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Last Updated on August 7, 2019, by eNotes Editorial. Word Count: 574

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"We will make something to laugh at," said the Cavalier; "we will unmask to each other, and when we find each other first cousins, the laugh will come of itself."

The author begins the story with a masked ball that includes both white French creole and biracial characters. The masks emphasize the ways in which the society masks the truly close connections between white and biracial family members and the hypocrisy of doing so.

"There are so many Grandissimes," said the weary-eyed Frowenfeld, "I cannot distinguish between—I can scarcely count them."

"Well, now," said the doctor, "let me tell you, don't try. They can't do it themselves. Take them in the mass—as you would shrimps."

Doctor Keene tells Frowenfeld the story of the large Grandissimes family. Frowenfeld, as an outsider, remarks on the complexity of the family, and the doctor responds that the family itself cannot sort out its members, a commentary on the hypocrisy of trying to keep the white and quadroon, or biracial, members of the family apart.

"You must get acclimated," responded the Creole; "not in body only, that you have done; but in mind—in taste—in conversation—and in convictions too, yes, ha, ha! They all do it—all who come. They hold out a little while—a very little; then they open their stores on Sunday, they import cargoes of Africans, they bribe the officials, they smuggle goods, they have colored housekeepers. My-de'-seh, the water must expect to take the shape of the bucket; eh?"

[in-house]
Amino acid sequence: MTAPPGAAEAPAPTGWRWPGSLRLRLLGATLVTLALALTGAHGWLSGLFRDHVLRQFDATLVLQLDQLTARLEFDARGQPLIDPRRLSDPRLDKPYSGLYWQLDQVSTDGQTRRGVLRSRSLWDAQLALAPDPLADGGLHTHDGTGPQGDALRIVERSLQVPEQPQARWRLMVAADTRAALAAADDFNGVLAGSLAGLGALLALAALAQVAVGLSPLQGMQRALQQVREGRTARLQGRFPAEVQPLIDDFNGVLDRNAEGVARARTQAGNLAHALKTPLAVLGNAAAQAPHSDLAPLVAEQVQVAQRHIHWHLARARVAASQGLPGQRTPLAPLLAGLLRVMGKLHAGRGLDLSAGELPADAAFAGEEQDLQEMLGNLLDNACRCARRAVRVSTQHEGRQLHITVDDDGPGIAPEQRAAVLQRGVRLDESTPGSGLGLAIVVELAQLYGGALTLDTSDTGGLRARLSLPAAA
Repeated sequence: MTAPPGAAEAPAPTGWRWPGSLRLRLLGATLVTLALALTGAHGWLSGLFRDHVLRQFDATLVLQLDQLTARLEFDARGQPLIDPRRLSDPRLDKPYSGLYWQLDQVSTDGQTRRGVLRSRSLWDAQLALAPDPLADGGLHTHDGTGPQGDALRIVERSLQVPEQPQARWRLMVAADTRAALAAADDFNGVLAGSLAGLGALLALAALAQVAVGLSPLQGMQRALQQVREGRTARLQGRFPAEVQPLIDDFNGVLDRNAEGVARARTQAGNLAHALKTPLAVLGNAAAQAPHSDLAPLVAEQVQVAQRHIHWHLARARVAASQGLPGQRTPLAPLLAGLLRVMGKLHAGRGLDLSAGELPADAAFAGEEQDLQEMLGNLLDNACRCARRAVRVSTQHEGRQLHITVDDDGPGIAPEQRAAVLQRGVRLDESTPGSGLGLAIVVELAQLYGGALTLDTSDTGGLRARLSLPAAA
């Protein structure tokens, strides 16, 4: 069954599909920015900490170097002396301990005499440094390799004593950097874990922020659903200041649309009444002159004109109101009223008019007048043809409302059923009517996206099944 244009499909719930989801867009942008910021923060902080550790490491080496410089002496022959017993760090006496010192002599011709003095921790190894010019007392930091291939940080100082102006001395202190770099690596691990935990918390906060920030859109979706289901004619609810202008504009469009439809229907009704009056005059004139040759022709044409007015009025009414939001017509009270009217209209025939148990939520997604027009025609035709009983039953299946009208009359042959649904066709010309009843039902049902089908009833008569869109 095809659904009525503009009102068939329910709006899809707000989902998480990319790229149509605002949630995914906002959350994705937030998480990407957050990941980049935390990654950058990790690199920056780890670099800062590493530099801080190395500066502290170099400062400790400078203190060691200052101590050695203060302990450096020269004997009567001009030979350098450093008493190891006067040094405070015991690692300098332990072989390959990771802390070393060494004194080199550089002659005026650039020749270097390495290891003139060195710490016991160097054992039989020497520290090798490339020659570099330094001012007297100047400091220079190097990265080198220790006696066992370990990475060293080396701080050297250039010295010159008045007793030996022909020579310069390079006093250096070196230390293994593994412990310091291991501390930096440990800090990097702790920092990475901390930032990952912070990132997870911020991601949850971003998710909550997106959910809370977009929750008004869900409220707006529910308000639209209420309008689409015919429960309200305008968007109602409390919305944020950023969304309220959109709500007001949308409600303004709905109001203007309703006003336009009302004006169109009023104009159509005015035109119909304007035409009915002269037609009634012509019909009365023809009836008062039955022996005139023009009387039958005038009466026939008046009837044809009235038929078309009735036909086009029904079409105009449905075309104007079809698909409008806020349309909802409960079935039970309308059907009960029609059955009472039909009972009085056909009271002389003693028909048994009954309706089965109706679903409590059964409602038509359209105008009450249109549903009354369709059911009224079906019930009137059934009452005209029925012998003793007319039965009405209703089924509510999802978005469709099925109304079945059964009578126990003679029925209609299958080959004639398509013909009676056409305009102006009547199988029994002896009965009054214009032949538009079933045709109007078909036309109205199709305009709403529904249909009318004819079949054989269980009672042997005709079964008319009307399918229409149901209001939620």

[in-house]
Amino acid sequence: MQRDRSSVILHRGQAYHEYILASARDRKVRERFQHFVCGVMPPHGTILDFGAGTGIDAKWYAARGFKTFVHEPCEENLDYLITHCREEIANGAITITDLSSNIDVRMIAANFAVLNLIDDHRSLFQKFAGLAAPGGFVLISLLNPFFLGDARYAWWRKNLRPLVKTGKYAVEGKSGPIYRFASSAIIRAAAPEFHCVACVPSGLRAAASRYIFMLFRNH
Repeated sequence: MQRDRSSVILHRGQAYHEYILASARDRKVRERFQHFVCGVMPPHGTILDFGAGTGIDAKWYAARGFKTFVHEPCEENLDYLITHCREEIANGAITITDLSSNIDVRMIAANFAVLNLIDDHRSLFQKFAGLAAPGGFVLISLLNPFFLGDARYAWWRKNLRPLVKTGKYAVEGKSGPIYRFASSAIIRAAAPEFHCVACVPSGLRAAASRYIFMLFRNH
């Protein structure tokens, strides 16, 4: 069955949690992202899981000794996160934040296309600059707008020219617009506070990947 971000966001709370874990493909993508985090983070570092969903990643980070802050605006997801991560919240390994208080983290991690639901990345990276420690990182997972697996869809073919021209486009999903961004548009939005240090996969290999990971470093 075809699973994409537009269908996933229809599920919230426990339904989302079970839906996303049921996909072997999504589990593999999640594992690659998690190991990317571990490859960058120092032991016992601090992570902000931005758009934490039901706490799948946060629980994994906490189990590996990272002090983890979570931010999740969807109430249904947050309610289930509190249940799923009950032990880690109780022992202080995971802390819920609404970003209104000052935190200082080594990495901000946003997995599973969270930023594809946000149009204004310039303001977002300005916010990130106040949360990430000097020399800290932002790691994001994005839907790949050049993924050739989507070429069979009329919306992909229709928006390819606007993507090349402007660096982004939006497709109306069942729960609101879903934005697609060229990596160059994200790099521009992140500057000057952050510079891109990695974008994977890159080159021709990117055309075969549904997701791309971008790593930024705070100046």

In the quote above, Honoré Grandissime, who is biracial, tells Frowenfeld that New Orleans makes hypocrites out of everyone who comes there.

H-my young friend, when we say, "we people," we always mean we white people. The non-mention of color always implies pure white; and whatever is not pure white is to all intents and purposes pure black. When I say the "whole community," I mean the whole white portion; when I speak of the "undivided public sentiment," I mean the sentiment of the white population. What else could I mean? Could you suppose, sir, the expression which you may have...

(The entire section contains 574 words.)

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